The lecture was definitely amazing. The former half, in which everyone presented one picture from within the same topic, made me realize that the approaches toward the theme were much more diverse than I expected. In the latter half, we worked hard to finalize our presentation. The advice from Reiko-sensei to not only fuse our differences but also come up with completely new artwork and value made us confused, and we struggled at first. In the end, through close communication with international student members, we created a modern mandala as if the ancient mandala still remained for prayers in our modern era. It felt great!

Ireen Tasnim

1st year, School of Environment and Society

This course is undoubtedly a unique one. I must say, people who belong to STEM often lose their connection with the world of art. This course feels like an innovative attempt to bridge the gap. After hours of talking about us, what art is, and how it can be dedicated to others, we were asked for a final presentation. The four groups made a phenomenal performance, I must say, but that is only because our senseis pushed us constantly to think out of the box.

Masayuki Kawai

Video Artist / Theorist

Take a chance. Open your eyes and try to see what you can't see. Release your voice (unconsciously) and try to say what you can't say. Move your hand (intuitively) and try to make what you can't make. Believe in inspiration; doubt your discipline. Rarely you'll win; mostly you'll lose. You have plenty of problems and few solutions. Now is the time to reach beyond! Open, connect, move, and try again. Keep taking chances.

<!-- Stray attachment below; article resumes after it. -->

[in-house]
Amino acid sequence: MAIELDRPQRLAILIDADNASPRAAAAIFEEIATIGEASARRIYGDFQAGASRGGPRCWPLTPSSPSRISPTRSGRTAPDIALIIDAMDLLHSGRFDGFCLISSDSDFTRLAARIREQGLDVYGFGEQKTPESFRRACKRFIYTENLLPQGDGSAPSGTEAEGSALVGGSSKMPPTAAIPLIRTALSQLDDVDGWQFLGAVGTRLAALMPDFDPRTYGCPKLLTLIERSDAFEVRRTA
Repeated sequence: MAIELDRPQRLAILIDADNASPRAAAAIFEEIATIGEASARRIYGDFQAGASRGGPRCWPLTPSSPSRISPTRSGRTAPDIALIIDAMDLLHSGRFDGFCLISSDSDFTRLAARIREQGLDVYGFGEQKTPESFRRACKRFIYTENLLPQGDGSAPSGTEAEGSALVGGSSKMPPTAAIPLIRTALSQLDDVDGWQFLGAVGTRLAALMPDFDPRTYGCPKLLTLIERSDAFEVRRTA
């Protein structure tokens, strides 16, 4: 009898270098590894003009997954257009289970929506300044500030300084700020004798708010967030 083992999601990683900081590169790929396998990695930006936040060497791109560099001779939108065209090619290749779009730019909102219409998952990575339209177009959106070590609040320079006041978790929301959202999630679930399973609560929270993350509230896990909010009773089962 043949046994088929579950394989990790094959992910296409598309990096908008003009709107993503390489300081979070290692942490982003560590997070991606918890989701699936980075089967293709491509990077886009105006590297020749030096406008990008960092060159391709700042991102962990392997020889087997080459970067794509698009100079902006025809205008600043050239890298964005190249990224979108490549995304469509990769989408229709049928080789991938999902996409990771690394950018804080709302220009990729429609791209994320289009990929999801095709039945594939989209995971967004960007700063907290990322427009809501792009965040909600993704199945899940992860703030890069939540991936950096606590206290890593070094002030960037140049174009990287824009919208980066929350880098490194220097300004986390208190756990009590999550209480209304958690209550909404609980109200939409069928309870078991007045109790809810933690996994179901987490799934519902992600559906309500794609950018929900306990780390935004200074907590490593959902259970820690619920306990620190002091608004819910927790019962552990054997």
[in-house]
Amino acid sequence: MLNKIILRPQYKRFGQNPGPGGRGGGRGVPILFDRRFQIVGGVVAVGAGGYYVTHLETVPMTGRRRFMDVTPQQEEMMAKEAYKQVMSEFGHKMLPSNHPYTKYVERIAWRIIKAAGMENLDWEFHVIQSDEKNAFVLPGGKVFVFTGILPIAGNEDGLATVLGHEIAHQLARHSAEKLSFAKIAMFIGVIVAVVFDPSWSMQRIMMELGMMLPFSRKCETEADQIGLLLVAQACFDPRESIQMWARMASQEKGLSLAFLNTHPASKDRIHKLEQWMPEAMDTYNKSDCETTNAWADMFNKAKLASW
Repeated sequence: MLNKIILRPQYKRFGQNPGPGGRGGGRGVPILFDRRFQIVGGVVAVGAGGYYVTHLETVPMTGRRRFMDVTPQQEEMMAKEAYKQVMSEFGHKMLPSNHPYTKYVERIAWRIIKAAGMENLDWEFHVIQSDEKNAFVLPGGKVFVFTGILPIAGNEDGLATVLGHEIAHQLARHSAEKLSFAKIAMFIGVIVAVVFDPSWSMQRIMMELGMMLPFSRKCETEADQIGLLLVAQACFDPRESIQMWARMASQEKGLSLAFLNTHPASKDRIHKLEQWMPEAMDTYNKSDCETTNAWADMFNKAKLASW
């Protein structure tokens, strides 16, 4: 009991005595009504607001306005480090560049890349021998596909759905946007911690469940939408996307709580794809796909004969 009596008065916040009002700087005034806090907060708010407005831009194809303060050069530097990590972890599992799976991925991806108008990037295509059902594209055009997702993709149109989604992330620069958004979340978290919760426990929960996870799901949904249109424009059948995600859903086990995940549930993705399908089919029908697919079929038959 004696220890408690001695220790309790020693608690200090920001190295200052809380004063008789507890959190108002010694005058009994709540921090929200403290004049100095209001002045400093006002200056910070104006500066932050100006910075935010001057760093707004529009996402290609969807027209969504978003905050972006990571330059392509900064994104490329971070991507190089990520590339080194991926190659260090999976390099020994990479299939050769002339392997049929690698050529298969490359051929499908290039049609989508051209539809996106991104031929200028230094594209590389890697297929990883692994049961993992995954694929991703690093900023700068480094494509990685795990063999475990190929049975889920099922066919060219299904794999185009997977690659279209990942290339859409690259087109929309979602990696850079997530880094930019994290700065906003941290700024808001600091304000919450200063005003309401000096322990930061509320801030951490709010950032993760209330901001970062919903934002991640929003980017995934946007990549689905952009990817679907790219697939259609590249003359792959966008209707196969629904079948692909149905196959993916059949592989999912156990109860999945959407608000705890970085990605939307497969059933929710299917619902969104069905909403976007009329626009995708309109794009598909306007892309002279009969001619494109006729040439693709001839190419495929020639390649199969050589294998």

Demonstration by Masayuki Kawai

Demonstration by Masayuki Kawai

Reiko Setsuda

Curator at Fondation d'entreprise Hermès

In this class, we aimed to deepen multicultural exchange through art. We were able to share and discuss our different backgrounds, our thoughts and ideas about art, and further move on to collaborative group works, all of which were very individual and unique. Looking back at some of the fragments from the classroom such as the texts, images, and expressions of each participant, the students all provided beautiful moments — when you looked a little confused when you were discussing topics, your speed when you started to move forward, and your outstanding abilities to come up with a resolution at the end.
Art has many aspects, but it is a special energy that is tied to personal emotions, and therefore also to politics and power. Throughout history, it has been a means of resistance to the question of human dignity or existence, and that is why it has been redefined as something that should be open to all. If, today, we were able to engage in an open dialogue about or through art with people from different countries at Tokyo Tech, please remember that this is because history has made it possible.

Group working on their idea in class
Group working on their idea in class

Lecturers attending from Tokyo Tech Lecture Theatre together with visitors online
Lecturers attending from Tokyo Tech Lecture Theatre together with visitors online

Group photo after presentations

Group photo after presentations

Tokyo Tech continues to explore ways in which students, faculty, staff and the broader public can fuse the study of STEM with the arts to create fresh, exciting ideas and new value.

Contact

International Student Exchange Division

Email ryu.kor3@jim.titech.ac.jp

RSS